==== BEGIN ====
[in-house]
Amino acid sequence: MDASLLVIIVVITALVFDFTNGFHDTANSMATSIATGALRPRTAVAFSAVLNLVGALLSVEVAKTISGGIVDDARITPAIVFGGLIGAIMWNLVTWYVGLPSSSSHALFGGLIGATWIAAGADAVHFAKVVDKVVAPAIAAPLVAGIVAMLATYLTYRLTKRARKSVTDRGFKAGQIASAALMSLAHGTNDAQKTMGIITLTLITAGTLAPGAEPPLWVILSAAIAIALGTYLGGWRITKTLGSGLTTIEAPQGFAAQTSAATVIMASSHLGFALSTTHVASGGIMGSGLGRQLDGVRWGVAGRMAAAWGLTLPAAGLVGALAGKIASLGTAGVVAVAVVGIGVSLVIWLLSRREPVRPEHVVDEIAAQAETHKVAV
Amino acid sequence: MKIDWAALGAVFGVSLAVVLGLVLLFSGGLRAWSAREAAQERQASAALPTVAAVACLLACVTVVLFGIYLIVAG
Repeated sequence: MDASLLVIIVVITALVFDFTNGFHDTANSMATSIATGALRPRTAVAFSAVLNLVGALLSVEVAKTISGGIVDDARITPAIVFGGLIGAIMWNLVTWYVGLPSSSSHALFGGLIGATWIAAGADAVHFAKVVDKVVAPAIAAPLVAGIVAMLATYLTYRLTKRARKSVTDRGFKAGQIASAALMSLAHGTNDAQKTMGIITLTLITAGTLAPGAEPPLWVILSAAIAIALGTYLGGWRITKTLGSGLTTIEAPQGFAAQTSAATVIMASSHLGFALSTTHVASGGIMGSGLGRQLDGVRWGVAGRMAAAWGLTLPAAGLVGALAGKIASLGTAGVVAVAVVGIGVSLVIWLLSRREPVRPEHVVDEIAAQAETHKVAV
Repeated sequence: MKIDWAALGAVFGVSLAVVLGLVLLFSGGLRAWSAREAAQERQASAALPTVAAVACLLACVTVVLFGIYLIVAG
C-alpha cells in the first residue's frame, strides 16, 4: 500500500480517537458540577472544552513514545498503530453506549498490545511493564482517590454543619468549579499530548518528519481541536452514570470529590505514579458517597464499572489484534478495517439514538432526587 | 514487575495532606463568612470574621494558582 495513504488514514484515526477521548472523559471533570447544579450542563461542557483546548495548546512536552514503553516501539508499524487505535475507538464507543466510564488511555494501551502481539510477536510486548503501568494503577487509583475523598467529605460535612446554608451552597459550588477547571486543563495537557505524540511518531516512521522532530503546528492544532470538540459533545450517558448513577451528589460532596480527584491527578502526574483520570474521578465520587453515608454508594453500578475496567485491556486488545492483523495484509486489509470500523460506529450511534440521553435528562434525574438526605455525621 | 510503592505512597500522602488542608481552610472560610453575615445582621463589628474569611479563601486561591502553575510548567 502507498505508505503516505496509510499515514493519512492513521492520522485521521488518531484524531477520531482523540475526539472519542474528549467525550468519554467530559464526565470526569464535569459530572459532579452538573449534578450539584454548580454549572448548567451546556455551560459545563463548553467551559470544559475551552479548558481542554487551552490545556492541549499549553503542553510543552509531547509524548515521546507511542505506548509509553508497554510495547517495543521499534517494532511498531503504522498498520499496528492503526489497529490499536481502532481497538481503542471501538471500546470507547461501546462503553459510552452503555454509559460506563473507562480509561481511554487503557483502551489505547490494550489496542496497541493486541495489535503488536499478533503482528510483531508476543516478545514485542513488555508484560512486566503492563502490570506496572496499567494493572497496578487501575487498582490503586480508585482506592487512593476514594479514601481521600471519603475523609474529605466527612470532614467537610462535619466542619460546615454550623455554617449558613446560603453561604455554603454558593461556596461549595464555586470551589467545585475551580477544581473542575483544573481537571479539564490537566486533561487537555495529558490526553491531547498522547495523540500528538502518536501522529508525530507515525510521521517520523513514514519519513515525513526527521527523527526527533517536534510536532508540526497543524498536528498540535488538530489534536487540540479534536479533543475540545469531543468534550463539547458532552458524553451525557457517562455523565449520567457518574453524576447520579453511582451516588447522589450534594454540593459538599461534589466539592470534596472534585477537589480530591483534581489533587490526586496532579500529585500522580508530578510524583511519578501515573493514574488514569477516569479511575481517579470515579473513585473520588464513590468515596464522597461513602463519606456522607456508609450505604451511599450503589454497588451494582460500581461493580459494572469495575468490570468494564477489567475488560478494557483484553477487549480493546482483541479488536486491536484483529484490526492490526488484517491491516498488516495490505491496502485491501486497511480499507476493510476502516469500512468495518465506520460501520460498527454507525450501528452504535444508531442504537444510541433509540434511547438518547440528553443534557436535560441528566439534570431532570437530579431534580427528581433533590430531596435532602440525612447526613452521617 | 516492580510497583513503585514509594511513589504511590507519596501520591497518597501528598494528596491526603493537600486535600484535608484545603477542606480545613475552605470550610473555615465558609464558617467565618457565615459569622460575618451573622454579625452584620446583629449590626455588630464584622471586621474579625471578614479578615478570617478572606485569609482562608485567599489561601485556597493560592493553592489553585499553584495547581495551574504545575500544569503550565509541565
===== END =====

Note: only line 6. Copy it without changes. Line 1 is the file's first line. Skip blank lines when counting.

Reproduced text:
C-alpha cells in the first residue's frame, strides 16, 4: 500500500480517537458540577472544552513514545498503530453506549498490545511493564482517590454543619468549579499530548518528519481541536452514570470529590505514579458517597464499572489484534478495517439514538432526587 | 514487575495532606463568612470574621494558582 495513504488514514484515526477521548472523559471533570447544579450542563461542557483546548495548546512536552514503553516501539508499524487505535475507538464507543466510564488511555494501551502481539510477536510486548503501568494503577487509583475523598467529605460535612446554608451552597459550588477547571486543563495537557505524540511518531516512521522532530503546528492544532470538540459533545450517558448513577451528589460532596480527584491527578502526574483520570474521578465520587453515608454508594453500578475496567485491556486488545492483523495484509486489509470500523460506529450511534440521553435528562434525574438526605455525621 | 510503592505512597500522602488542608481552610472560610453575615445582621463589628474569611479563601486561591502553575510548567 502507498505508505503516505496509510499515514493519512492513521492520522485521521488518531484524531477520531482523540475526539472519542474528549467525550468519554467530559464526565470526569464535569459530572459532579452538573449534578450539584454548580454549572448548567451546556455551560459545563463548553467551559470544559475551552479548558481542554487551552490545556492541549499549553503542553510543552509531547509524548515521546507511542505506548509509553508497554510495547517495543521499534517494532511498531503504522498498520499496528492503526489497529490499536481502532481497538481503542471501538471500546470507547461501546462503553459510552452503555454509559460506563473507562480509561481511554487503557483502551489505547490494550489496542496497541493486541495489535503488536499478533503482528510483531508476543516478545514485542513488555508484560512486566503492563502490570506496572496499567494493572497496578487501575487498582490503586480508585482506592487512593476514594479514601481521600471519603475523609474529605466527612470532614467537610462535619466542619460546615454550623455554617449558613446560603453561604455554603454558593461556596461549595464555586470551589467545585475551580477544581473542575483544573481537571479539564490537566486533561487537555495529558490526553491531547498522547495523540500528538502518536501522529508525530507515525510521521517520523513514514519519513515525513526527521527523527526527533517536534510536532508540526497543524498536528498540535488538530489534536487540540479534536479533543475540545469531543468534550463539547458532552458524553451525557457517562455523565449520567457518574453524576447520579453511582451516588447522589450534594454540593459538599461534589466539592470534596472534585477537589480530591483534581489533587490526586496532579500529585500522580508530578510524583511519578501515573493514574488514569477516569479511575481517579470515579473513585473520588464513590468515596464522597461513602463519606456522607456508609450505604451511599450503589454497588451494582460500581461493580459494572469495575468490570468494564477489567475488560478494557483484553477487549480493546482483541479488536486491536484483529484490526492490526488484517491491516498488516495490505491496502485491501486497511480499507476493510476502516469500512468495518465506520460501520460498527454507525450501528452504535444508531442504537444510541433509540434511547438518547440528553443534557436535560441528566439534570431532570437530579431534580427528581433533590430531596435532602440525612447526613452521617 | 516492580510497583513503585514509594511513589504511590507519596501520591497518597501528598494528596491526603493537600486535600484535608484545603477542606480545613475552605470550610473555615465558609464558617467565618457565615459569622460575618451573622454579625452584620446583629449590626455588630464584622471586621474579625471578614479578615478570617478572606485569609482562608485567599489561601485556597493560592493553592489553585499553584495547581495551574504545575500544569503550565509541565